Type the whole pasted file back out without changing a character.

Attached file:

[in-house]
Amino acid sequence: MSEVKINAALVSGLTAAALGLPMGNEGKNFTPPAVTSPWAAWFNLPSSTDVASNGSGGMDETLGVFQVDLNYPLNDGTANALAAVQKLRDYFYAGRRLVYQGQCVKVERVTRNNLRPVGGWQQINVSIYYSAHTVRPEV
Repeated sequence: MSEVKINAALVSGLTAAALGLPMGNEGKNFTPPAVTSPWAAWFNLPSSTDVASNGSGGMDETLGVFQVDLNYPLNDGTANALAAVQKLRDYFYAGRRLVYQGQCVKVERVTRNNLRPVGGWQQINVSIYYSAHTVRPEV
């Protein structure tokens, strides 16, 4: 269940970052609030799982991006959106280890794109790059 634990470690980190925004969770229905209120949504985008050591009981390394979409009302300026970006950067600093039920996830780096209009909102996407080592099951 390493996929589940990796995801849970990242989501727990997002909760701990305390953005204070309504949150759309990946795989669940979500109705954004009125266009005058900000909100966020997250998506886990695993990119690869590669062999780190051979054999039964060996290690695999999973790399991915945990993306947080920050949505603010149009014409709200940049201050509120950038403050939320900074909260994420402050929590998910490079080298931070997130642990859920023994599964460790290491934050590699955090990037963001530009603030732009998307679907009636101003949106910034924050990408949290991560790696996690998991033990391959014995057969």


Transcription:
[in-house]
Amino acid sequence: MSEVKINAALVSGLTAAALGLPMGNEGKNFTPPAVTSPWAAWFNLPSSTDVASNGSGGMDETLGVFQVDLNYPLNDGTANALAAVQKLRDYFYAGRRLVYQGQCVKVERVTRNNLRPVGGWQQINVSIYYSAHTVRPEV
Repeated sequence: MSEVKINAALVSGLTAAALGLPMGNEGKNFTPPAVTSPWAAWFNLPSSTDVASNGSGGMDETLGVFQVDLNYPLNDGTANALAAVQKLRDYFYAGRRLVYQGQCVKVERVTRNNLRPVGGWQQINVSIYYSAHTVRPEV
């Protein structure tokens, strides 16, 4: 269940970052609030799982991006959106280890794109790059 634990470690980190925004969770229905209120949504985008050591009981390394979409009302300026970006950067600093039920996830780096209009909102996407080592099951 390493996929589940990796995801849970990242989501727990997002909760701990305390953005204070309504949150759309990946795989669940979500109705954004009125266009005058900000909100966020997250998506886990695993990119690869590669062999780190051979054999039964060996290690695999999973790399991915945990993306947080920050949505603010149009014409709200940049201050509120950038403050939320900074909260994420402050929590998910490079080298931070997130642990859920023994599964460790290491934050590699955090990037963001530009603030732009998307679907009636101003949106910034924050990408949290991560790696996690998991033990391959014995057969």